If the Second World War laid the basis for much of what followed in the postwar period—policy-makers having dutifully learned the painful lessons from the interwar period—it also provided the US with the experience necessary to run and organize the world. Much has been made of what US leaders learned from the British—the “Greeks” to what some regarded as the new American Romans. There is something in this. Britain after all had unwritten the nineteenth century international system; and the British were conscious too that as the war went on their power would slip while that of the United States would rise. Many resented this bitterly.

The overwhelming majority, however, soon came to terms with the fact, and the most influential tried in their own rather patronizing fashion to educate their younger American cousins in the ways of the world. Not only had the war itself provided several valuable lessons; so too did American history. Indeed, one should take care not to overstate influence or to underestimate America’s own experience, first in the process of becoming a major power at the end of the nineteenth century, and then as a real force during the First World War. Nor should one ignore its historical role in Latin America and the Pacific. Indeed, even in the interwar period, when it was thought to be entirely disengaged, it was still a critical factor in international relations. (HistoryNet.Com 2005).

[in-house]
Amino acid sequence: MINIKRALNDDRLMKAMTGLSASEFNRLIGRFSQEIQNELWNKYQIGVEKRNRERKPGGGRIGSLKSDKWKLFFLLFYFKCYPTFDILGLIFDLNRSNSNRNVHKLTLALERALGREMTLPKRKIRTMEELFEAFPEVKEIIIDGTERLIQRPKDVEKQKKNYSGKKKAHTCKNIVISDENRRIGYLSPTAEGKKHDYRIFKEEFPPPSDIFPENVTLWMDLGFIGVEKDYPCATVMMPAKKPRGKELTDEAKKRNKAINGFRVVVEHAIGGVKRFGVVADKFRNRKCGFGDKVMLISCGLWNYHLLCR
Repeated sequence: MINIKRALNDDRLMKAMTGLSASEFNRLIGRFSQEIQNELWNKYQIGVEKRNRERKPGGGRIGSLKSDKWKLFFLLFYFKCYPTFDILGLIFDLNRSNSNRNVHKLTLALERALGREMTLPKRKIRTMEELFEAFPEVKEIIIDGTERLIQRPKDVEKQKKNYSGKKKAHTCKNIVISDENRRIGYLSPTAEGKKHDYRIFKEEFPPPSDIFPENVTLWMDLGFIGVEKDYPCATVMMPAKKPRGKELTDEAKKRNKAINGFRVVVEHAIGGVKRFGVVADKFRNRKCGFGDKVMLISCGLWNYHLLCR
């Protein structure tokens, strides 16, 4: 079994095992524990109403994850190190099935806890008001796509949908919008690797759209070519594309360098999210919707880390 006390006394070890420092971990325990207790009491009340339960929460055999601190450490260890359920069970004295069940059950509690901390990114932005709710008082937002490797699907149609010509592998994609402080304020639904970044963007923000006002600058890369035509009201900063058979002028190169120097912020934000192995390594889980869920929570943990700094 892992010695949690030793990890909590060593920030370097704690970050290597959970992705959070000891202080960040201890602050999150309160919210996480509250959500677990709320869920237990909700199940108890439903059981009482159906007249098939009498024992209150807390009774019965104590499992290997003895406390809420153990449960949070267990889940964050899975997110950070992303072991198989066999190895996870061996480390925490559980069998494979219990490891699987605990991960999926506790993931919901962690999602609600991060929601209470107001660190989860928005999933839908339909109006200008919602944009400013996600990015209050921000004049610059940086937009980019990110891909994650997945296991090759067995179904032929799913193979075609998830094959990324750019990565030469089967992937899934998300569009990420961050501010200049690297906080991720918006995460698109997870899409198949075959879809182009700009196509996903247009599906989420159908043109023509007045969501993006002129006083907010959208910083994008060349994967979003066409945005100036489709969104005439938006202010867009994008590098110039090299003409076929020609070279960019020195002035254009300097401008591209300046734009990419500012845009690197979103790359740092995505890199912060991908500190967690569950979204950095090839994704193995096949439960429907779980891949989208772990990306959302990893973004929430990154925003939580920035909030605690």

Meanwhile, Japan may have paid the ultimate price in its desire to become a dominant power in the Pacific and perhaps in the world during the Second World War. The loss of many lives especially during the bombing of Hiroshima and Nagasaki still lingers in the hearts and minds of many Japanese today. Perhaps it would have not been possible for the country to become the economic and technological superpower that it is today if it were not for this war.

Works Cited

  • Brands, W. What America Owes the World: The Struggle for the Soul of Foreign Policy. Cambridge: Cambridge University Press.
  • Glines, C.V. (2005). ‘Nagasaki-The Bomb That Ended World War II’. Last Update November 2005.Retrieved May 15, 2007 at:
  • Graebner, N. (ed) (1984) America as a World Power: A Realist Appraisal from Wilson to Reagan Delaware, Scholarly Resources Inc.
  • HistoryNet.Com (2005). ‘Japan’. Last Update 01 November 2005. Retrieved May 15, 2007 at: